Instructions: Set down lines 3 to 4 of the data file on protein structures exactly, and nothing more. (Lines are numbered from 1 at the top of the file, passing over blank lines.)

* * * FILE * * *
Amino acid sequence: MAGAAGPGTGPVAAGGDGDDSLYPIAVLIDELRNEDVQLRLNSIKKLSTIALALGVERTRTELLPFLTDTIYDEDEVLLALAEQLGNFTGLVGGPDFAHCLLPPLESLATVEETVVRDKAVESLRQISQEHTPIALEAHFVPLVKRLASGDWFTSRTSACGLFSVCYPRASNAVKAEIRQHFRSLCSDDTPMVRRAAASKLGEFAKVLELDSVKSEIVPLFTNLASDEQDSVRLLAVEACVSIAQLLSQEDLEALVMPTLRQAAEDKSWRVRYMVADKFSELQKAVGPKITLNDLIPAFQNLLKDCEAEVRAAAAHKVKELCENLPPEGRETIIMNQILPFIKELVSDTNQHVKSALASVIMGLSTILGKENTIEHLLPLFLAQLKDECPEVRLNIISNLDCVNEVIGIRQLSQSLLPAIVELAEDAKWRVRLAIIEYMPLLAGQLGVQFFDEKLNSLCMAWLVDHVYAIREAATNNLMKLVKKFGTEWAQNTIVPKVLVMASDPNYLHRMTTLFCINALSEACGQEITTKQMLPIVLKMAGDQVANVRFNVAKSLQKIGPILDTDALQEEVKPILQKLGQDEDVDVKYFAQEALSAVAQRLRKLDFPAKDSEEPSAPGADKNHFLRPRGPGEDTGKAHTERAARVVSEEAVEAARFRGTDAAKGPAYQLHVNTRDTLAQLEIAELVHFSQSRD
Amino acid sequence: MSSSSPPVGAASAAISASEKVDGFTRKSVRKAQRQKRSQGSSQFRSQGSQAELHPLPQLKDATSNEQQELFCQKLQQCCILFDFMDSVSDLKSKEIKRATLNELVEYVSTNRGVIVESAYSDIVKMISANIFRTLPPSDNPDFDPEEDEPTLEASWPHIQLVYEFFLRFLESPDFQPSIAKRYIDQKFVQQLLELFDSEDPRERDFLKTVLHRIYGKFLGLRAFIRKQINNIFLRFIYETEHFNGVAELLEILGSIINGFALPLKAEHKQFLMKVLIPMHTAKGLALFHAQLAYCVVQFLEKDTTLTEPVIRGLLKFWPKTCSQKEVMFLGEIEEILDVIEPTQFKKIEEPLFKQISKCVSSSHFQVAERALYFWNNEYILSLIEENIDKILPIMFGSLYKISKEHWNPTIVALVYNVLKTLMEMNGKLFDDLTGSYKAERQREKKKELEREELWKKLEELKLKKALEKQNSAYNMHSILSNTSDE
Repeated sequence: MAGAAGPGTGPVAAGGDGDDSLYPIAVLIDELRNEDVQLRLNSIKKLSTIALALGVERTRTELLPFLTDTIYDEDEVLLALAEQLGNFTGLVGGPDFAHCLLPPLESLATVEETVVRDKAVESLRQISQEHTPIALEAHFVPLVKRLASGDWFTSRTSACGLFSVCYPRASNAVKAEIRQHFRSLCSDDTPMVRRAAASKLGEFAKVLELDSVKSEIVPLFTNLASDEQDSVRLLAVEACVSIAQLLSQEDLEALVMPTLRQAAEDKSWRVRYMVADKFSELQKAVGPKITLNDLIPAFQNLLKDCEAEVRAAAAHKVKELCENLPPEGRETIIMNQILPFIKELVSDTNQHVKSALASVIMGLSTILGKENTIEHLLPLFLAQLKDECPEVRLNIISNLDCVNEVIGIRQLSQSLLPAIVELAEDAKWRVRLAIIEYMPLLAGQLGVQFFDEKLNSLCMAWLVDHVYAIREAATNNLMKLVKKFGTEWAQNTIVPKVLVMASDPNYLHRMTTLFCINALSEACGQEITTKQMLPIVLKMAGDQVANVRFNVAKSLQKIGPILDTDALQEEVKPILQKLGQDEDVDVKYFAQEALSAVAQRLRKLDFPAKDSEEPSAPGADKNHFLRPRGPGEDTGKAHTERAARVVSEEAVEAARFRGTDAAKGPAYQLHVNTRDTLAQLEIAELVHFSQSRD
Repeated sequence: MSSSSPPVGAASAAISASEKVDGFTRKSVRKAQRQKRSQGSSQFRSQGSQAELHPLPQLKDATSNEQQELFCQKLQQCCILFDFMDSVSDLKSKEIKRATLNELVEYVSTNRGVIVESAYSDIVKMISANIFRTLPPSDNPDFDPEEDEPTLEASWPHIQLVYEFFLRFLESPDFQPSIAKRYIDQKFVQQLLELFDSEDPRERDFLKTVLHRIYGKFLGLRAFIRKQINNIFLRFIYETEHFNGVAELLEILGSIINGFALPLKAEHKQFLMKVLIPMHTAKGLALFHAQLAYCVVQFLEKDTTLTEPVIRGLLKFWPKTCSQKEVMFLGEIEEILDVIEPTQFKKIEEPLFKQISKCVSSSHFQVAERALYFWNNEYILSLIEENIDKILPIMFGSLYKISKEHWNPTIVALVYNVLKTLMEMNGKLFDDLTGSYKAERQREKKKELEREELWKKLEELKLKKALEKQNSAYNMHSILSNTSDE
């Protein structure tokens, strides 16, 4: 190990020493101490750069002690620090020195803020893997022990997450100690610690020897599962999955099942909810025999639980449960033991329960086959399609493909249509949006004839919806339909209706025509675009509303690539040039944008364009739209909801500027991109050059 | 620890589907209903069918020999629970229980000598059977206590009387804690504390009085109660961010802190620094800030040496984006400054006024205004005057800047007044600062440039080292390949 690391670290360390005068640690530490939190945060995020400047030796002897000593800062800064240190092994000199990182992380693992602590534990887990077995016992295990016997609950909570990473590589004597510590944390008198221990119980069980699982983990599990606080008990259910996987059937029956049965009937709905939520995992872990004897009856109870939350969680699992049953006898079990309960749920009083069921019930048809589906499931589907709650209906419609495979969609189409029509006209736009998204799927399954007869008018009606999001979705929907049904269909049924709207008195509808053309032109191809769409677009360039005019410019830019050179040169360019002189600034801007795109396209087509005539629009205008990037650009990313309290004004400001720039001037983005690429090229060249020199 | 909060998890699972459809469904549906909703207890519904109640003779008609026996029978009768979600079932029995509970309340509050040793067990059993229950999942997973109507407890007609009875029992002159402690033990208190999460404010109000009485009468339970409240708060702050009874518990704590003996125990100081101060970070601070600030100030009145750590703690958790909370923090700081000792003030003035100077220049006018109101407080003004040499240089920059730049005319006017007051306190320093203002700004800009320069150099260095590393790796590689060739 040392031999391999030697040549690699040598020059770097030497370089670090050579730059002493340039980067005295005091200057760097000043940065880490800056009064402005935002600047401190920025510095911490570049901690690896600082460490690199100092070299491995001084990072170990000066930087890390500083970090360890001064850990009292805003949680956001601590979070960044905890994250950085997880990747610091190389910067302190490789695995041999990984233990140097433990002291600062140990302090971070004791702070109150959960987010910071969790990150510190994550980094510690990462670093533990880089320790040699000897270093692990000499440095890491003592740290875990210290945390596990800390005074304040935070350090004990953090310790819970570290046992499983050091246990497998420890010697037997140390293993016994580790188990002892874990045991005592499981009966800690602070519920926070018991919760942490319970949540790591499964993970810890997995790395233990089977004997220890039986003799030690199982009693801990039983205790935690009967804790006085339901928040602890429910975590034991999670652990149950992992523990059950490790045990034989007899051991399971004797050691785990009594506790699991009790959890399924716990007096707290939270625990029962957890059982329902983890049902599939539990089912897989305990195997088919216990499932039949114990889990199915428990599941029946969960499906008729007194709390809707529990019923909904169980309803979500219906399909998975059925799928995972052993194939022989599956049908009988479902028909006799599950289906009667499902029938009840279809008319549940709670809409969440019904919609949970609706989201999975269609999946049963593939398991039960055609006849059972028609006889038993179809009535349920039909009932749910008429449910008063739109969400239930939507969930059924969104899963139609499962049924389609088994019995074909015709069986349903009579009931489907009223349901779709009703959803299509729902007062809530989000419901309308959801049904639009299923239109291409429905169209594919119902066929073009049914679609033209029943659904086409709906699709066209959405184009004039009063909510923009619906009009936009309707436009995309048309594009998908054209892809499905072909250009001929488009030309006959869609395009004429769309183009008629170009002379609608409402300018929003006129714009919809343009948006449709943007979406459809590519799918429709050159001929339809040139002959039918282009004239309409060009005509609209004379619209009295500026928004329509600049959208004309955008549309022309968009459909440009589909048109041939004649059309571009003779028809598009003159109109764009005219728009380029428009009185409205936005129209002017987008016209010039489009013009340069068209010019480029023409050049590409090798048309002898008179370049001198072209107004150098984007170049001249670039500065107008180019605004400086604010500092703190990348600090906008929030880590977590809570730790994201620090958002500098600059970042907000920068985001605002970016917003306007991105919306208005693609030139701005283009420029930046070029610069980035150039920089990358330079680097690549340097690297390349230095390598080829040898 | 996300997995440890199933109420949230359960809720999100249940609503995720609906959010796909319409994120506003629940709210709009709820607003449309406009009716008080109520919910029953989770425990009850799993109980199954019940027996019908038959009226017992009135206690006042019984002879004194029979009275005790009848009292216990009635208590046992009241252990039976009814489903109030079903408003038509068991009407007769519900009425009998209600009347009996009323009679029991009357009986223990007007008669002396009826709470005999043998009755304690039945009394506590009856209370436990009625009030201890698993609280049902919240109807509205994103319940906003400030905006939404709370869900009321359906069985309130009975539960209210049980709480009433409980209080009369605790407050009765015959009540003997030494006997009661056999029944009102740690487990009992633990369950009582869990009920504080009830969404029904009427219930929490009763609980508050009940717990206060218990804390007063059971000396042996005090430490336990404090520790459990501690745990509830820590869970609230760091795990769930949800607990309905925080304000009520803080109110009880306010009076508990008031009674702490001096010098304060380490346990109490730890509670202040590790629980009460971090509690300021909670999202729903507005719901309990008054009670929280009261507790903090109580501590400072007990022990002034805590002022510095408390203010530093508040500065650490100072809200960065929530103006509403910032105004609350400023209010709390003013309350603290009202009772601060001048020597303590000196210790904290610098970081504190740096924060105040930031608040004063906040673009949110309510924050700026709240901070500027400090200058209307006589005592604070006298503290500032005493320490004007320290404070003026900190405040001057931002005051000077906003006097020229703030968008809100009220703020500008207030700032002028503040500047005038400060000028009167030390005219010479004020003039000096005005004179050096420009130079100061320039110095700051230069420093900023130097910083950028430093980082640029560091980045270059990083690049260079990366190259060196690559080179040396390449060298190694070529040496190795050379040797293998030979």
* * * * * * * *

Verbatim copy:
Repeated sequence: MAGAAGPGTGPVAAGGDGDDSLYPIAVLIDELRNEDVQLRLNSIKKLSTIALALGVERTRTELLPFLTDTIYDEDEVLLALAEQLGNFTGLVGGPDFAHCLLPPLESLATVEETVVRDKAVESLRQISQEHTPIALEAHFVPLVKRLASGDWFTSRTSACGLFSVCYPRASNAVKAEIRQHFRSLCSDDTPMVRRAAASKLGEFAKVLELDSVKSEIVPLFTNLASDEQDSVRLLAVEACVSIAQLLSQEDLEALVMPTLRQAAEDKSWRVRYMVADKFSELQKAVGPKITLNDLIPAFQNLLKDCEAEVRAAAAHKVKELCENLPPEGRETIIMNQILPFIKELVSDTNQHVKSALASVIMGLSTILGKENTIEHLLPLFLAQLKDECPEVRLNIISNLDCVNEVIGIRQLSQSLLPAIVELAEDAKWRVRLAIIEYMPLLAGQLGVQFFDEKLNSLCMAWLVDHVYAIREAATNNLMKLVKKFGTEWAQNTIVPKVLVMASDPNYLHRMTTLFCINALSEACGQEITTKQMLPIVLKMAGDQVANVRFNVAKSLQKIGPILDTDALQEEVKPILQKLGQDEDVDVKYFAQEALSAVAQRLRKLDFPAKDSEEPSAPGADKNHFLRPRGPGEDTGKAHTERAARVVSEEAVEAARFRGTDAAKGPAYQLHVNTRDTLAQLEIAELVHFSQSRD
Repeated sequence: MSSSSPPVGAASAAISASEKVDGFTRKSVRKAQRQKRSQGSSQFRSQGSQAELHPLPQLKDATSNEQQELFCQKLQQCCILFDFMDSVSDLKSKEIKRATLNELVEYVSTNRGVIVESAYSDIVKMISANIFRTLPPSDNPDFDPEEDEPTLEASWPHIQLVYEFFLRFLESPDFQPSIAKRYIDQKFVQQLLELFDSEDPRERDFLKTVLHRIYGKFLGLRAFIRKQINNIFLRFIYETEHFNGVAELLEILGSIINGFALPLKAEHKQFLMKVLIPMHTAKGLALFHAQLAYCVVQFLEKDTTLTEPVIRGLLKFWPKTCSQKEVMFLGEIEEILDVIEPTQFKKIEEPLFKQISKCVSSSHFQVAERALYFWNNEYILSLIEENIDKILPIMFGSLYKISKEHWNPTIVALVYNVLKTLMEMNGKLFDDLTGSYKAERQREKKKELEREELWKKLEELKLKKALEKQNSAYNMHSILSNTSDE